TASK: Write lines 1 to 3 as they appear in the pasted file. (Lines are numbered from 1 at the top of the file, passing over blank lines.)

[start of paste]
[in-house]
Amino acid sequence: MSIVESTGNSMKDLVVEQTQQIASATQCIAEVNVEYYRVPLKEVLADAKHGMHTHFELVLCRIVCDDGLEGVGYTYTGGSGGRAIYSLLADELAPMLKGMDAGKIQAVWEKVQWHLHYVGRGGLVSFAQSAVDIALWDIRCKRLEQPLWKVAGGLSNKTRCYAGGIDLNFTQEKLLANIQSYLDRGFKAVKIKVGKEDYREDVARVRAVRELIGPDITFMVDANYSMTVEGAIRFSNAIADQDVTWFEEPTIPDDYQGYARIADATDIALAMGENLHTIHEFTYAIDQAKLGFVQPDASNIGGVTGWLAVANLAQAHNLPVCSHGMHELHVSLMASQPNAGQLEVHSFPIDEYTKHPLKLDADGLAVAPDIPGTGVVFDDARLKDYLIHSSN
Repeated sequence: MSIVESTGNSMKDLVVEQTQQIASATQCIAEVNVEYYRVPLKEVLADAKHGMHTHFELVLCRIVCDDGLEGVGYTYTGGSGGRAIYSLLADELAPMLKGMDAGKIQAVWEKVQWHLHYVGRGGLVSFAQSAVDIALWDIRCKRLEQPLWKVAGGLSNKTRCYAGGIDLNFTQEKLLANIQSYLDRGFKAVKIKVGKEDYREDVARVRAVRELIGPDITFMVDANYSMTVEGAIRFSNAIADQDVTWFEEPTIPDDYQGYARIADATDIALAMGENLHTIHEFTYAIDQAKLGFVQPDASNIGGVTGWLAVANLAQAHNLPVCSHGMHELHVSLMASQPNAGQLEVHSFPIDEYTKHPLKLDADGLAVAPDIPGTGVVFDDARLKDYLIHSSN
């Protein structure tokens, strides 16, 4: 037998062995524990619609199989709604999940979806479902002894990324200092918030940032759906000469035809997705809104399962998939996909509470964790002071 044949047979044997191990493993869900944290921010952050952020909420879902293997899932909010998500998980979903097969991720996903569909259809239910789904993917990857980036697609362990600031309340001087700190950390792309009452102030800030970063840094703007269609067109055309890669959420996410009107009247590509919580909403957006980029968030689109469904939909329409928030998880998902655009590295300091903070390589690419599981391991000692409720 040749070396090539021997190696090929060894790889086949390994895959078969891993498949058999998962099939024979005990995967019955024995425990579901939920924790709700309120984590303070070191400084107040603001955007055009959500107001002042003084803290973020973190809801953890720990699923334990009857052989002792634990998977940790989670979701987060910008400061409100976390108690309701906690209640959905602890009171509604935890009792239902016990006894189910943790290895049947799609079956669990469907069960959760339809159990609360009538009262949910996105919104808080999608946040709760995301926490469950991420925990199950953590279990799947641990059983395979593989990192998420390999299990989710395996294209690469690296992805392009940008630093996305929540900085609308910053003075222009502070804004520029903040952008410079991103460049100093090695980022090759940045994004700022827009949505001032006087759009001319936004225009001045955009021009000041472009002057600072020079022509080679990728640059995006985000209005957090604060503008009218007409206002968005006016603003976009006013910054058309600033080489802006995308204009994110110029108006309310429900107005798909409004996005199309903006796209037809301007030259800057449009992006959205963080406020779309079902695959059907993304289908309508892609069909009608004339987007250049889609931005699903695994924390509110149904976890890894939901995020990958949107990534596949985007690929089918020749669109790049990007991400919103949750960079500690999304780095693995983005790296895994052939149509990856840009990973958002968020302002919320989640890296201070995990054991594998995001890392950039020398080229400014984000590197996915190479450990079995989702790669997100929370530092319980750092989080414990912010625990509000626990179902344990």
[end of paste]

[in-house]
Amino acid sequence: MSIVESTGNSMKDLVVEQTQQIASATQCIAEVNVEYYRVPLKEVLADAKHGMHTHFELVLCRIVCDDGLEGVGYTYTGGSGGRAIYSLLADELAPMLKGMDAGKIQAVWEKVQWHLHYVGRGGLVSFAQSAVDIALWDIRCKRLEQPLWKVAGGLSNKTRCYAGGIDLNFTQEKLLANIQSYLDRGFKAVKIKVGKEDYREDVARVRAVRELIGPDITFMVDANYSMTVEGAIRFSNAIADQDVTWFEEPTIPDDYQGYARIADATDIALAMGENLHTIHEFTYAIDQAKLGFVQPDASNIGGVTGWLAVANLAQAHNLPVCSHGMHELHVSLMASQPNAGQLEVHSFPIDEYTKHPLKLDADGLAVAPDIPGTGVVFDDARLKDYLIHSSN
Repeated sequence: MSIVESTGNSMKDLVVEQTQQIASATQCIAEVNVEYYRVPLKEVLADAKHGMHTHFELVLCRIVCDDGLEGVGYTYTGGSGGRAIYSLLADELAPMLKGMDAGKIQAVWEKVQWHLHYVGRGGLVSFAQSAVDIALWDIRCKRLEQPLWKVAGGLSNKTRCYAGGIDLNFTQEKLLANIQSYLDRGFKAVKIKVGKEDYREDVARVRAVRELIGPDITFMVDANYSMTVEGAIRFSNAIADQDVTWFEEPTIPDDYQGYARIADATDIALAMGENLHTIHEFTYAIDQAKLGFVQPDASNIGGVTGWLAVANLAQAHNLPVCSHGMHELHVSLMASQPNAGQLEVHSFPIDEYTKHPLKLDADGLAVAPDIPGTGVVFDDARLKDYLIHSSN